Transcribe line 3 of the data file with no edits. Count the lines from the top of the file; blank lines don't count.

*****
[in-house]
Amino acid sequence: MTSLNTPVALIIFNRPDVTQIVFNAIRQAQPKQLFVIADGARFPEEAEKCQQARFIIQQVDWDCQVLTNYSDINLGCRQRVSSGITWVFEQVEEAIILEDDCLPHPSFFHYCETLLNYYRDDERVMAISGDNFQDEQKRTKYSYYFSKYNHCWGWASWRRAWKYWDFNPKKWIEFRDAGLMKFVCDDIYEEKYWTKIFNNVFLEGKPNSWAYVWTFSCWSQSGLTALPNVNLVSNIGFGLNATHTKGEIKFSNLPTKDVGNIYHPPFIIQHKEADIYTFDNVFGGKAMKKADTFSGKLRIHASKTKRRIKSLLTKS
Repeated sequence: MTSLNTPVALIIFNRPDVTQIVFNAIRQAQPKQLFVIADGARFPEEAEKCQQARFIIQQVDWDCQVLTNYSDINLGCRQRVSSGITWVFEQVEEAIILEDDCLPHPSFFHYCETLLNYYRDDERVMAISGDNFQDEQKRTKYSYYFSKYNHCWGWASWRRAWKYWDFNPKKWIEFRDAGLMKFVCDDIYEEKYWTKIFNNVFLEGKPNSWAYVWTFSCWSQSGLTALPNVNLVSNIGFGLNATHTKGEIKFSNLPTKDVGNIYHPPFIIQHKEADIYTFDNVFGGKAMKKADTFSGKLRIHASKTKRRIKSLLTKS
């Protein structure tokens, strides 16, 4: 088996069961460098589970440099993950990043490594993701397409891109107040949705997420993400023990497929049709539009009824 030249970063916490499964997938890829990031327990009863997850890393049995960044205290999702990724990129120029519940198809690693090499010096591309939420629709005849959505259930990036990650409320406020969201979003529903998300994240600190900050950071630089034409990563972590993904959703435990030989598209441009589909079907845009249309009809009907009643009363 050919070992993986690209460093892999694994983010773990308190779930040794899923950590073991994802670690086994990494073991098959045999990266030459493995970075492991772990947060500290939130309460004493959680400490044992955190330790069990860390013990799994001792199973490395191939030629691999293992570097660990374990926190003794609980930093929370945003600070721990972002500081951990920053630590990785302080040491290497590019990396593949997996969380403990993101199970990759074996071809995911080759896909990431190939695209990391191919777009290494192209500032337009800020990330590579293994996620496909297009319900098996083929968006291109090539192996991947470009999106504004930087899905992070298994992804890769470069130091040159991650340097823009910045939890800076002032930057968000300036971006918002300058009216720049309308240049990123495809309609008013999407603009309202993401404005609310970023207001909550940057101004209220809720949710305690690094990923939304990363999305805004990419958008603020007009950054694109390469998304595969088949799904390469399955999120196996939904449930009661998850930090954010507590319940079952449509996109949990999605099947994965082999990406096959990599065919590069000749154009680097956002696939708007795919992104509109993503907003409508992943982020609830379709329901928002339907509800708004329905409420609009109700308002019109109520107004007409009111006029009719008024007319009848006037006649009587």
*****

Repeated sequence: MTSLNTPVALIIFNRPDVTQIVFNAIRQAQPKQLFVIADGARFPEEAEKCQQARFIIQQVDWDCQVLTNYSDINLGCRQRVSSGITWVFEQVEEAIILEDDCLPHPSFFHYCETLLNYYRDDERVMAISGDNFQDEQKRTKYSYYFSKYNHCWGWASWRRAWKYWDFNPKKWIEFRDAGLMKFVCDDIYEEKYWTKIFNNVFLEGKPNSWAYVWTFSCWSQSGLTALPNVNLVSNIGFGLNATHTKGEIKFSNLPTKDVGNIYHPPFIIQHKEADIYTFDNVFGGKAMKKADTFSGKLRIHASKTKRRIKSLLTKS